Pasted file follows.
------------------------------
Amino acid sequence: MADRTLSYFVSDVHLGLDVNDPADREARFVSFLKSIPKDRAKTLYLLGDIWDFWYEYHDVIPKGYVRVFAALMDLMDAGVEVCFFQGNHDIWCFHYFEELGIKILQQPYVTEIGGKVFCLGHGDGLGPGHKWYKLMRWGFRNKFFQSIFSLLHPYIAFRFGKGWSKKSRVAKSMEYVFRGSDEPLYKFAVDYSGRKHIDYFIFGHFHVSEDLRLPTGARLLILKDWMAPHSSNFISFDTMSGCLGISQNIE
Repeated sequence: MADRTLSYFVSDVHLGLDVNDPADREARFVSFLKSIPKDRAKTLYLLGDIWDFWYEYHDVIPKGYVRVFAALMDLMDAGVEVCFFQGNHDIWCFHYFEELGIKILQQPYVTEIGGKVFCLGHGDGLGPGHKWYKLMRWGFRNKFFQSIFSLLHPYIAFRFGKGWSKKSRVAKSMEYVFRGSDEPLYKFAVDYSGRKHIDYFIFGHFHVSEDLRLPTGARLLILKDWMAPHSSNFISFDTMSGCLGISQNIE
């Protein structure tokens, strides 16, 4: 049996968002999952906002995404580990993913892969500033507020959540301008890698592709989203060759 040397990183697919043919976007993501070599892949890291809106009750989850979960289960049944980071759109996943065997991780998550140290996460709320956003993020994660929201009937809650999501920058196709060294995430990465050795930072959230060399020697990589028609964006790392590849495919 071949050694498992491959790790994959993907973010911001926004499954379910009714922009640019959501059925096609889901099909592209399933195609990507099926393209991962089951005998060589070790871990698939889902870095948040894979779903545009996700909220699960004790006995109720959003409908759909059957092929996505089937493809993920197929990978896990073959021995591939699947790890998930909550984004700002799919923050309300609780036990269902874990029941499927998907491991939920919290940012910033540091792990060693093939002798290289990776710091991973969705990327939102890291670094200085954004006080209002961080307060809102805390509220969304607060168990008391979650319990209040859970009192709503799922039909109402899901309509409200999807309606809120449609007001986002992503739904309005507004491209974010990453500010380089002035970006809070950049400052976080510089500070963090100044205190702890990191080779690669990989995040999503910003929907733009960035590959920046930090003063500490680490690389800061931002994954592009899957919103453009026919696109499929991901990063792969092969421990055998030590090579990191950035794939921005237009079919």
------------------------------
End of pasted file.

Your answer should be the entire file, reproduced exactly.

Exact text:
Amino acid sequence: MADRTLSYFVSDVHLGLDVNDPADREARFVSFLKSIPKDRAKTLYLLGDIWDFWYEYHDVIPKGYVRVFAALMDLMDAGVEVCFFQGNHDIWCFHYFEELGIKILQQPYVTEIGGKVFCLGHGDGLGPGHKWYKLMRWGFRNKFFQSIFSLLHPYIAFRFGKGWSKKSRVAKSMEYVFRGSDEPLYKFAVDYSGRKHIDYFIFGHFHVSEDLRLPTGARLLILKDWMAPHSSNFISFDTMSGCLGISQNIE
Repeated sequence: MADRTLSYFVSDVHLGLDVNDPADREARFVSFLKSIPKDRAKTLYLLGDIWDFWYEYHDVIPKGYVRVFAALMDLMDAGVEVCFFQGNHDIWCFHYFEELGIKILQQPYVTEIGGKVFCLGHGDGLGPGHKWYKLMRWGFRNKFFQSIFSLLHPYIAFRFGKGWSKKSRVAKSMEYVFRGSDEPLYKFAVDYSGRKHIDYFIFGHFHVSEDLRLPTGARLLILKDWMAPHSSNFISFDTMSGCLGISQNIE
């Protein structure tokens, strides 16, 4: 049996968002999952906002995404580990993913892969500033507020959540301008890698592709989203060759 040397990183697919043919976007993501070599892949890291809106009750989850979960289960049944980071759109996943065997991780998550140290996460709320956003993020994660929201009937809650999501920058196709060294995430990465050795930072959230060399020697990589028609964006790392590849495919 071949050694498992491959790790994959993907973010911001926004499954379910009714922009640019959501059925096609889901099909592209399933195609990507099926393209991962089951005998060589070790871990698939889902870095948040894979779903545009996700909220699960004790006995109720959003409908759909059957092929996505089937493809993920197929990978896990073959021995591939699947790890998930909550984004700002799919923050309300609780036990269902874990029941499927998907491991939920919290940012910033540091792990060693093939002798290289990776710091991973969705990327939102890291670094200085954004006080209002961080307060809102805390509220969304607060168990008391979650319990209040859970009192709503799922039909109402899901309509409200999807309606809120449609007001986002992503739904309005507004491209974010990453500010380089002035970006809070950049400052976080510089500070963090100044205190702890990191080779690669990989995040999503910003929907733009960035590959920046930090003063500490680490690389800061931002994954592009899957919103453009026919696109499929991901990063792969092969421990055998030590090579990191950035794939921005237009079919």